Despite mounting criticism for Donald Trump’s failure to disavow former Ku Klux Klan grand wizard David Duke’s support, Democratic front-runner Hillary Clinton once heaped praise for late Klan leader Sen. Robert Byrd.
In a video uploaded to the State Department’s official YouTube page on June 28, 2010, Clinton commemorated late Sen. Byrd by saying, “Today our country has lost a true American original, my friend and mentor Robert C. Byrd.” (RELATED: Trump’s Excuse For Not Disavowing KKK: ‘I Had A Lousy Earpiece’ [VIDEO])
When Byrd was 24-years-old, he joined the Klan because he was worried that during World War II, he might have to fight alongside “race mongrels, a throwback to the blackest specimen from the wilds.” Bryd wrote those words in 1944 to Sen. Theodore Bilbo, a staunch segregationist. (RELATED: Sen. Robert Byrd Not Only Was A KKK Member But Led His Local Klan Chapter)
In Clinton’s commemoration of Byrd, she failed to mention the senator’s ties to the Klan, instead she claimed, “Senator Byrd was a man of surpassing eloquence and nobility. And I will remember him for many things, but most of all, for a heartfelt comment he made to me in the dark days following the attack on our country on 9/11. My state of New York was reeling and we were scrambling to provide support and relief. ‘Think of me as the third senator from New York,’ he said. And he meant it. Thanks to the leadership of Senator Byrd, who chaired the Appropriations Committee, New Yorkers and Americans got the help we needed. I will never forget his devotion and his friendship in that critical time.”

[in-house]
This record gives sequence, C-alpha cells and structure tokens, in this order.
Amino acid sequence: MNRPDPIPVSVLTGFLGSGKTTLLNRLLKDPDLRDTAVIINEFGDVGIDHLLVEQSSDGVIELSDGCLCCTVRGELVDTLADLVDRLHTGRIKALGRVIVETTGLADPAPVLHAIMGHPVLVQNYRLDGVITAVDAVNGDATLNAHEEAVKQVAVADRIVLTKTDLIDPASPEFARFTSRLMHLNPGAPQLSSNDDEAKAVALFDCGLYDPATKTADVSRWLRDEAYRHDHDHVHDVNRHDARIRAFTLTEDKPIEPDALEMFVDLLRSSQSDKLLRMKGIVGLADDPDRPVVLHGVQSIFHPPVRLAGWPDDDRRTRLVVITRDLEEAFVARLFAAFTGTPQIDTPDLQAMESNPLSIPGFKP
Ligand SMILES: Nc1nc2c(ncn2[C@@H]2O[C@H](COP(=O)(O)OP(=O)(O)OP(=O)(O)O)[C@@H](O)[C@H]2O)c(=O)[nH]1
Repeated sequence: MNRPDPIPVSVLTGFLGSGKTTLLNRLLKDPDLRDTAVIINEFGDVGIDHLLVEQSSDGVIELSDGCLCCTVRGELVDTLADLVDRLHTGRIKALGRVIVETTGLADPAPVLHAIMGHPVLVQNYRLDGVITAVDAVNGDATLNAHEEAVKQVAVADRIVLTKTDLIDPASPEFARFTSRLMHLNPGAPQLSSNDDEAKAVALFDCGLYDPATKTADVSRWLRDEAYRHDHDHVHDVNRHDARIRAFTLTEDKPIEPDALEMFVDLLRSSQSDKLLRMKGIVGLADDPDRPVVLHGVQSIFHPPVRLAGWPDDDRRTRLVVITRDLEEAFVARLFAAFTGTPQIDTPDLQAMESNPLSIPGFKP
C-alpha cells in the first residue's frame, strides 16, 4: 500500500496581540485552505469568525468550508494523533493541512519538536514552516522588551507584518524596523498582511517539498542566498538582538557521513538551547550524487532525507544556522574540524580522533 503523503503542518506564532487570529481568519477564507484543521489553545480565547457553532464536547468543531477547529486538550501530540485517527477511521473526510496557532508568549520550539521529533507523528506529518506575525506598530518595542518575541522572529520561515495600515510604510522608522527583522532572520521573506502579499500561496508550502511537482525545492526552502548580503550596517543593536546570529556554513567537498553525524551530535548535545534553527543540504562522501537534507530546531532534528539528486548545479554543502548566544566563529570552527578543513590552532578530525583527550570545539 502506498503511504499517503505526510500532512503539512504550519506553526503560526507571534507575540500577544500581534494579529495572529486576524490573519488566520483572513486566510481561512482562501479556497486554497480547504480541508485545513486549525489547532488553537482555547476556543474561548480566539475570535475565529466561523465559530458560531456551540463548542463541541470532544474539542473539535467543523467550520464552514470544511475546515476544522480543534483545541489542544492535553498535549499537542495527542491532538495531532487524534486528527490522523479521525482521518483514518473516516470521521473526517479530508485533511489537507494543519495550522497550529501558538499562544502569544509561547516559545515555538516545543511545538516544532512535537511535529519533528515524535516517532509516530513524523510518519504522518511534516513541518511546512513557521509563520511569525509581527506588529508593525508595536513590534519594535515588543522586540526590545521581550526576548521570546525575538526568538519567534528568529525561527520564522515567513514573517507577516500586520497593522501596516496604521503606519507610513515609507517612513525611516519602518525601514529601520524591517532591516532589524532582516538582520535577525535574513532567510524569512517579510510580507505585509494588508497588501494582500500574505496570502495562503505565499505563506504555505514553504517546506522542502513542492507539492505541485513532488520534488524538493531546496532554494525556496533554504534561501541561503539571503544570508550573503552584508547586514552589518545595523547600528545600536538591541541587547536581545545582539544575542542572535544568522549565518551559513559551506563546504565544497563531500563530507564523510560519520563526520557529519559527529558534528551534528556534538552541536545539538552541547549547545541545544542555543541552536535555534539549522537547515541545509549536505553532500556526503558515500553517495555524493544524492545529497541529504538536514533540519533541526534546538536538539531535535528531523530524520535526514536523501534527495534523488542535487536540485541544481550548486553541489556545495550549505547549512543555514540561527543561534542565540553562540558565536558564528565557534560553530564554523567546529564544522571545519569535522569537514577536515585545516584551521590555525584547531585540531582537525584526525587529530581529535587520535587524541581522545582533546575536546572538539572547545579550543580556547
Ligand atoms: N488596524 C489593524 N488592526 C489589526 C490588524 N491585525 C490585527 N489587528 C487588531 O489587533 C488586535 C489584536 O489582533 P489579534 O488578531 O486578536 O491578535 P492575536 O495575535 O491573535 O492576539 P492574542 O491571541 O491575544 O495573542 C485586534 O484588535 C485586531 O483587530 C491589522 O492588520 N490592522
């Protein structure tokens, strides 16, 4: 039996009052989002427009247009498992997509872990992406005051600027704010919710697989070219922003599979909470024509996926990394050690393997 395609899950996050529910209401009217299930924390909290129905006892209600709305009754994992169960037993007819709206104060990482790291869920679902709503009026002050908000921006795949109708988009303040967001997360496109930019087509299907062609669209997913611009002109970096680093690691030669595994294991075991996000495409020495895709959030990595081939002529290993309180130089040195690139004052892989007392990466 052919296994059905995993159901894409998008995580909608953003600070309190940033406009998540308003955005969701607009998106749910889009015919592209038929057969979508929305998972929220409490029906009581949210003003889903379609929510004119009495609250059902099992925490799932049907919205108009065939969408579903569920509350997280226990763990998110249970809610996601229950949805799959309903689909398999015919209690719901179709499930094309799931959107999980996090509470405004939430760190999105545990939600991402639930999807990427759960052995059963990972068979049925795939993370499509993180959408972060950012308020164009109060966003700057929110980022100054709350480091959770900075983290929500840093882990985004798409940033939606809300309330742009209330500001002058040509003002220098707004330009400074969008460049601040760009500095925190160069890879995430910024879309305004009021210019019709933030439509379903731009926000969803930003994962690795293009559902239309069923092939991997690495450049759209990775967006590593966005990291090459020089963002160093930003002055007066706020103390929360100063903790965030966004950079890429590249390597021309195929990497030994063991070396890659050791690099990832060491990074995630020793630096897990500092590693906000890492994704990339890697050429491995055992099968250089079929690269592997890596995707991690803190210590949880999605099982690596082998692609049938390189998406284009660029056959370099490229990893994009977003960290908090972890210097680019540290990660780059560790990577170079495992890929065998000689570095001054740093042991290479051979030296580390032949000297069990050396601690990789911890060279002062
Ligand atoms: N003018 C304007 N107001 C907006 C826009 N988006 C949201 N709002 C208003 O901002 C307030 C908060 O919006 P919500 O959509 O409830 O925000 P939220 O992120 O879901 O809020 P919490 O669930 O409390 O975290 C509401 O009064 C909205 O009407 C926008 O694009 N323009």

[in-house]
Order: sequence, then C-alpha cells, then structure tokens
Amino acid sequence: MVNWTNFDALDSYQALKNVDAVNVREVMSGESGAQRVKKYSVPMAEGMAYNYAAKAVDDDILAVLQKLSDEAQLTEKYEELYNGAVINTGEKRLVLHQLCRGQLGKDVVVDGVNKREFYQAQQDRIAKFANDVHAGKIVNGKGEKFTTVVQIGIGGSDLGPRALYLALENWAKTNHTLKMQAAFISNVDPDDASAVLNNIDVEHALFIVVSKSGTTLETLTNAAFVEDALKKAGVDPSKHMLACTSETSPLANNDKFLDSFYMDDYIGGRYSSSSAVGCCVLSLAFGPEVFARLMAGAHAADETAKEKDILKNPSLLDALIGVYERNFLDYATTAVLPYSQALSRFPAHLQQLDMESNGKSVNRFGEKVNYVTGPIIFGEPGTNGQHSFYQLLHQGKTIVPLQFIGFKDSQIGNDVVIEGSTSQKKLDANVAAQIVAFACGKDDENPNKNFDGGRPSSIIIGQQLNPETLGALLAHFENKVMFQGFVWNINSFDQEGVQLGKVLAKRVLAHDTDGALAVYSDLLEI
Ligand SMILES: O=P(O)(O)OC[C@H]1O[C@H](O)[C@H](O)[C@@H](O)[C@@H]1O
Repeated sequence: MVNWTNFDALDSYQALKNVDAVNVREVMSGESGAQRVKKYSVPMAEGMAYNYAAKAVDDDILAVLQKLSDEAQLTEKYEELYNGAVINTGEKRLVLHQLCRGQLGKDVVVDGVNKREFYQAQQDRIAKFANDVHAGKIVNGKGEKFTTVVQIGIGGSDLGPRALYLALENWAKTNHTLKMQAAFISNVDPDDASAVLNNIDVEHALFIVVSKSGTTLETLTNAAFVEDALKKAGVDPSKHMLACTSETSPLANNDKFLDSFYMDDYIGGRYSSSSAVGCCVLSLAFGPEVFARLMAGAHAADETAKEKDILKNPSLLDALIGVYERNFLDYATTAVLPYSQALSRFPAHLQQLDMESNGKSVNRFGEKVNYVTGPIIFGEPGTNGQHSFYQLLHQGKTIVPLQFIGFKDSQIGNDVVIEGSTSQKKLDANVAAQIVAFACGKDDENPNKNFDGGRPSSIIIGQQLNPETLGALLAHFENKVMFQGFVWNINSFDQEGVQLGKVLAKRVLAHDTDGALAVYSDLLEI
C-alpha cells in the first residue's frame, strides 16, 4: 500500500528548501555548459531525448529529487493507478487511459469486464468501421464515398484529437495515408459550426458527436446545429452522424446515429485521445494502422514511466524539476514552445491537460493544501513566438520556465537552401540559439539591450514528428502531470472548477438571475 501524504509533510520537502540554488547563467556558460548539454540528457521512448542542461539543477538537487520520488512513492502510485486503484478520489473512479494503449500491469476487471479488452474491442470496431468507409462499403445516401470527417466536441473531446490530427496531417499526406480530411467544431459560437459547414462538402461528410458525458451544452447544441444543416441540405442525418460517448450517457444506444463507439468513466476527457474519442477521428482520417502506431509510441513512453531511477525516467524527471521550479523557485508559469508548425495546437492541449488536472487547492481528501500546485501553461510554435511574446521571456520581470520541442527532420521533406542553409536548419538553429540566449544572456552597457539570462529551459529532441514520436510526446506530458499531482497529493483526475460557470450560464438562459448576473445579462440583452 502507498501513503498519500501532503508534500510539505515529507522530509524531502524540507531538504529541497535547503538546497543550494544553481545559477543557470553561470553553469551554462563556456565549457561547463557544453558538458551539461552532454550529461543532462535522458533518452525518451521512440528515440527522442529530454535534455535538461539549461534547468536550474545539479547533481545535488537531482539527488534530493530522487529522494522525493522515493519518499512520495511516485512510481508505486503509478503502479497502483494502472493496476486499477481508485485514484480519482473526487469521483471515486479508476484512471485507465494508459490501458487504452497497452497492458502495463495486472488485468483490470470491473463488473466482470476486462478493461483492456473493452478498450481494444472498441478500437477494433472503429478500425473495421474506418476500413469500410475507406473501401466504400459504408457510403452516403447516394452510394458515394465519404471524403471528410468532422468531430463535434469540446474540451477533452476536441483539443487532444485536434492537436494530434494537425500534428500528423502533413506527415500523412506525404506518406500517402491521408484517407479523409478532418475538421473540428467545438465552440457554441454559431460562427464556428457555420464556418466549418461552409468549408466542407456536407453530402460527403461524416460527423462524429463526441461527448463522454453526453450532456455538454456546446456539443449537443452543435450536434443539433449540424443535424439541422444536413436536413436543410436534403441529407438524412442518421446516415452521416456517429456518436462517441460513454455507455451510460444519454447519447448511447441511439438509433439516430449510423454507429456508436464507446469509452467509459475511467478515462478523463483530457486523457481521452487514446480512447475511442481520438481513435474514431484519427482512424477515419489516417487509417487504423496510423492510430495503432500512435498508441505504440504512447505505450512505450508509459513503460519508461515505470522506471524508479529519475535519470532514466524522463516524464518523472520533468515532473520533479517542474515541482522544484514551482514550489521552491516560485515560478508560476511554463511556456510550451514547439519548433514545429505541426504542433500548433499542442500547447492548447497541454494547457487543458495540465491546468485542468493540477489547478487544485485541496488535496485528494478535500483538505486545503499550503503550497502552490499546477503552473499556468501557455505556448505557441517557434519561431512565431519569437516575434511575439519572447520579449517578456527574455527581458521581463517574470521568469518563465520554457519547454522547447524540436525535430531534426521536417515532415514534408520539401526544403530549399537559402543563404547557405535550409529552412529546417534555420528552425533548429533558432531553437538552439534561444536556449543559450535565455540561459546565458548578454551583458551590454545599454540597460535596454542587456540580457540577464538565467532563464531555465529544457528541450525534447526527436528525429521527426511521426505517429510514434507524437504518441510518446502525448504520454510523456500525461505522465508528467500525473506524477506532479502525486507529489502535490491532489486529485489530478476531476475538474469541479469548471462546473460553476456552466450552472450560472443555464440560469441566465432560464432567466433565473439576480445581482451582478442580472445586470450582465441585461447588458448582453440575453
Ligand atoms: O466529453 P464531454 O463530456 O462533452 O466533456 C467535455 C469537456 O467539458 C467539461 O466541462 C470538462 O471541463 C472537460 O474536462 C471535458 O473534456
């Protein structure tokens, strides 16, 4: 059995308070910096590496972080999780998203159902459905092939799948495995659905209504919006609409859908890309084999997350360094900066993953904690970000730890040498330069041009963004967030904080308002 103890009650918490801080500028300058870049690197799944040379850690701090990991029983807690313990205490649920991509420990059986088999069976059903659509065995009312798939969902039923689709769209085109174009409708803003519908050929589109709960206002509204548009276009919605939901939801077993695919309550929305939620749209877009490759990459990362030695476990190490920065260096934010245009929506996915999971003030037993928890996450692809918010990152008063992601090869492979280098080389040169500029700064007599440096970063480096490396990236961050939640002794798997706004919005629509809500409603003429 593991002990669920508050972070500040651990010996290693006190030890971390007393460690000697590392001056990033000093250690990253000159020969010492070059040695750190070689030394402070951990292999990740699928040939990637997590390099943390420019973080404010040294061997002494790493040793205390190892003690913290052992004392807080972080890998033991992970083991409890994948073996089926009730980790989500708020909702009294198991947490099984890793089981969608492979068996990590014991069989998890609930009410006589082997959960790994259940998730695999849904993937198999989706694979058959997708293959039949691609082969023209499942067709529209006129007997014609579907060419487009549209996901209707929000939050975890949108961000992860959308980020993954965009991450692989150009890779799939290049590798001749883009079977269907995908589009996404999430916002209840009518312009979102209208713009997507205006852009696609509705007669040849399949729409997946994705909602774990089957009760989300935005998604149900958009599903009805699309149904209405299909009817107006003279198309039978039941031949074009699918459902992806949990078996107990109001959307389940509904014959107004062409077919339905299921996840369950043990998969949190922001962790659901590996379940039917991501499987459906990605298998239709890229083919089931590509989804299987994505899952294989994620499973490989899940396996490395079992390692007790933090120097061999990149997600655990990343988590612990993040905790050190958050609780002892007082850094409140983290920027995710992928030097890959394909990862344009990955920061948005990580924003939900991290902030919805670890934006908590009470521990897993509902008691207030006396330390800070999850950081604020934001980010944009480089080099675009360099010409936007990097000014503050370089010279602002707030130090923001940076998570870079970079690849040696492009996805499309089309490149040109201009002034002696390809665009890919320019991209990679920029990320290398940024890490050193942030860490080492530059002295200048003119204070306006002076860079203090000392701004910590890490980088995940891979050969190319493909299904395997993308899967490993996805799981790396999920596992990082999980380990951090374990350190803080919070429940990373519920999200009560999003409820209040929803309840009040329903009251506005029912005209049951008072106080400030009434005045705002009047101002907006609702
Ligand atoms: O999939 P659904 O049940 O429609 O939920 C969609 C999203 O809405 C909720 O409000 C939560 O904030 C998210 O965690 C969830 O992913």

Clinton continued her praise of Byrd insisting, “It is almost impossible to imagine the United States Senate without Robert Byrd. He was not just its longest serving member, he was its hear, its soul, and its historian. From my first day in the Senate, I sought out his guidance, and he was always generous with his time and his wisdom. I admired his tireless advocacy for his West Virginia constituents, his fierce defense of the Constitution and the traditions of the Senate, and his passion for a government that improves the lives of the people it serves.”
“And as Secretary of State, I continued to rely on his advice and counsel. I’ve been grateful for the support he has provided as a leader of the Appropriations Committee to our diplomats and development workers as they serve our country and advance our interests all over the world,” Clinton said.
“Robert C. Byrd led by the power of his example, and he made all of us who had the honor of serving as his colleagues better public servants and better citizens. After more than five decades of service, he left an indelible imprint on the Senate, on West Virginia, and on our nation. We will not see his like again,” she continued.
While Byrd later renounced his affiliation of the KKK, calling it “the worsts mistake of my life,” the West Virginia Senator also voted “no” against the Civil Rights Act of 1964.